When procrastination strikes, it brings along its sidekicks – procrastination activities. These are the things we do instead of tackling the main task at hand. It could be reading a book, chatting with friends, or even daydreaming. Imagine you're supposed to be practicing your multiplication tables, but you find yourself lost in your favourite book instead. These activities might feel fun, but they can lead us away from what we really should be doing.

Excuses We Make to Procrastinate

To make ourselves feel better about putting things off, we often come up with excuses. These excuses convince us that it's okay to delay important tasks. For instance, you might say, "I'm too tired right now; I'll finish my homework tomorrow." Or, "I don't have all the materials I need, so I'll wait until I do." These excuses provide temporary relief, but they don't help us in the long run.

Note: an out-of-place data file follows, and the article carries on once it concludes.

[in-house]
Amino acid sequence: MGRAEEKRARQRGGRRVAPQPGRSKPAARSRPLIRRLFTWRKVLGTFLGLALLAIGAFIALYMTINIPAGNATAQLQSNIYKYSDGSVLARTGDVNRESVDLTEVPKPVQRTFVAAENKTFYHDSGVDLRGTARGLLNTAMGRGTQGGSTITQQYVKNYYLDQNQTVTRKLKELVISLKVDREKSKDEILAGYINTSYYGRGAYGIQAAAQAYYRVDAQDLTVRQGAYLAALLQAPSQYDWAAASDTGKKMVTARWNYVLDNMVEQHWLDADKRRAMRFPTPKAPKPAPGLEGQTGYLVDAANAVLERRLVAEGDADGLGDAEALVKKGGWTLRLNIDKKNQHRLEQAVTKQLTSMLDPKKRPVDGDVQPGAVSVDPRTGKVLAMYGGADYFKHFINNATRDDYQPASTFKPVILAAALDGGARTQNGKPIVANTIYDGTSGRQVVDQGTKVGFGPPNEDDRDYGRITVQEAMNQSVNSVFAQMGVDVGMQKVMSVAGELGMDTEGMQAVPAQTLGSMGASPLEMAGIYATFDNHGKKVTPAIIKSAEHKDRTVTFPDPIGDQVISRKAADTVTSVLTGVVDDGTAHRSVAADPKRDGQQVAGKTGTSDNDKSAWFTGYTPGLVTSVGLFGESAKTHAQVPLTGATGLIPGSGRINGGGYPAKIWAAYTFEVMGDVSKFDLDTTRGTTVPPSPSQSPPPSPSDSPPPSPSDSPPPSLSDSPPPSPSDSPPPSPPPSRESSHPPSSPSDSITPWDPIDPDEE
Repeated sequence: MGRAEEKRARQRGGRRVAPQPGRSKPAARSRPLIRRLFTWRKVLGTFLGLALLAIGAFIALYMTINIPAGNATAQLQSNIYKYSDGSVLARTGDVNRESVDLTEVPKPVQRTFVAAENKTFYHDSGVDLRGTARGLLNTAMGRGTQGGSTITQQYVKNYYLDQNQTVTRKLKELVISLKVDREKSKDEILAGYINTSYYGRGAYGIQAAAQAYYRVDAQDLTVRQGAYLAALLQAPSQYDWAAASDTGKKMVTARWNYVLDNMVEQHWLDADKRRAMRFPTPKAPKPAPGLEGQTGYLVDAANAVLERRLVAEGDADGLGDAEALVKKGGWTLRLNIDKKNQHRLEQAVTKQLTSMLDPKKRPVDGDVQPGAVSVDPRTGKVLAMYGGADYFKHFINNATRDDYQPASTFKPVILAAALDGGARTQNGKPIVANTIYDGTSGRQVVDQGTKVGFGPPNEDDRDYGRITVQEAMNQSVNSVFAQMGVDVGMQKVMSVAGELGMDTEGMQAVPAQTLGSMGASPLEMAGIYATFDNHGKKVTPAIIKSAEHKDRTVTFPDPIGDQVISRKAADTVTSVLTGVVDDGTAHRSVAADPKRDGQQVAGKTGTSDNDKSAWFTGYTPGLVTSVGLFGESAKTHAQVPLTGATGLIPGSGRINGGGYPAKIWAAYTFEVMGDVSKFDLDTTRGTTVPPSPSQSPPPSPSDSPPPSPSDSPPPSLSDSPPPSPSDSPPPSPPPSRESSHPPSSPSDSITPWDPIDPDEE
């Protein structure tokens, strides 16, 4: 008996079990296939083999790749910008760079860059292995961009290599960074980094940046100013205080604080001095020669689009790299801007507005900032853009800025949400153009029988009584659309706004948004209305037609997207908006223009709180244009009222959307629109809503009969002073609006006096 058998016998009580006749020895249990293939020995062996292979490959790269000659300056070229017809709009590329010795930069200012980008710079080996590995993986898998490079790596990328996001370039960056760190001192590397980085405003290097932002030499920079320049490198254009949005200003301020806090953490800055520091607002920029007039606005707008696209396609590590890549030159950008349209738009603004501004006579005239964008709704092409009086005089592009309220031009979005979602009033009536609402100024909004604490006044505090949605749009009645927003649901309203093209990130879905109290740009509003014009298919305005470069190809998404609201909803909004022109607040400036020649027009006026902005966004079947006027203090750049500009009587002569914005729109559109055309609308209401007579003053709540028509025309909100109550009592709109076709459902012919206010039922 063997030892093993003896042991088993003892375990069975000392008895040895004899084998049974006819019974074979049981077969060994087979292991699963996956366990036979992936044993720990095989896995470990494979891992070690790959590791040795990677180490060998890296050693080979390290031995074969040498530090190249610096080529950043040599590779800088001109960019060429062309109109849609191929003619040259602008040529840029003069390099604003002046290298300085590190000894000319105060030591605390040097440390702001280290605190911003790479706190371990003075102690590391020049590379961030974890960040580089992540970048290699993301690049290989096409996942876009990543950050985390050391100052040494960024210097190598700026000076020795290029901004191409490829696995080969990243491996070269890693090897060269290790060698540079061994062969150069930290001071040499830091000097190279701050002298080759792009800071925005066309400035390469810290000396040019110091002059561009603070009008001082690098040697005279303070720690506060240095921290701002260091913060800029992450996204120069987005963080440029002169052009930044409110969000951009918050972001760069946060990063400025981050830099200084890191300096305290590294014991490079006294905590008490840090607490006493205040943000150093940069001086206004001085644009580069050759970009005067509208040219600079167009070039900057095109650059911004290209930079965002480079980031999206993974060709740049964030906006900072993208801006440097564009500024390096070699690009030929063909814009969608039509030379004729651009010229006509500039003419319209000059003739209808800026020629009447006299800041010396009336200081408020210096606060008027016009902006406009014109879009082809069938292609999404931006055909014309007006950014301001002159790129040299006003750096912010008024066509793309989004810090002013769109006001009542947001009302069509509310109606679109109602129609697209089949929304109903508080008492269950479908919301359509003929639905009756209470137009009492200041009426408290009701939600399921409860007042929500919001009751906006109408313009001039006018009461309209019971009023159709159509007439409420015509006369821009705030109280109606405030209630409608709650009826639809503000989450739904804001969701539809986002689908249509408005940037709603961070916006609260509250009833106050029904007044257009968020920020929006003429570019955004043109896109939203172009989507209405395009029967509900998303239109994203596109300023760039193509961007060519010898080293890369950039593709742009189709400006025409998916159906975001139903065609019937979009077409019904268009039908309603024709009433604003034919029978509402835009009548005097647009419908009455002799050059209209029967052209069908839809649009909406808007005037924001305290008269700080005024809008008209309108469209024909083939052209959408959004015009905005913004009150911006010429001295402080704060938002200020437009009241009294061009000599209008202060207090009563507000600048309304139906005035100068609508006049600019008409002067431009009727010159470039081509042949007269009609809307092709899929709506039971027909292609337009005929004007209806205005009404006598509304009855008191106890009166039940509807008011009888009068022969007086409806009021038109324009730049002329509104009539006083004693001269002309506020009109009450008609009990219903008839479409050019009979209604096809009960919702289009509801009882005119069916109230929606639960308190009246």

Breaking Down Unhelpful Rules & Assumptions

Sometimes, our procrastination habits stem from beliefs we hold about how things should be. These beliefs can make us uncomfortable about a task, leading us to avoid it altogether. Let's say you believe that you should only do things that are fun. If your assignment doesn't seem enjoyable, you might postpone it. Or, if you believe that you must be perfect at everything, you might resist trying new things because you're scared of making mistakes. These beliefs act as roadblocks to productivity.

Common Unhelpful Beliefs and Procrastination

  • Wanting to Be in Control: Thinking that things should always go your way and ignoring others' input.

  • Chasing Pleasure: Believing that tasks should only be enjoyable and easy.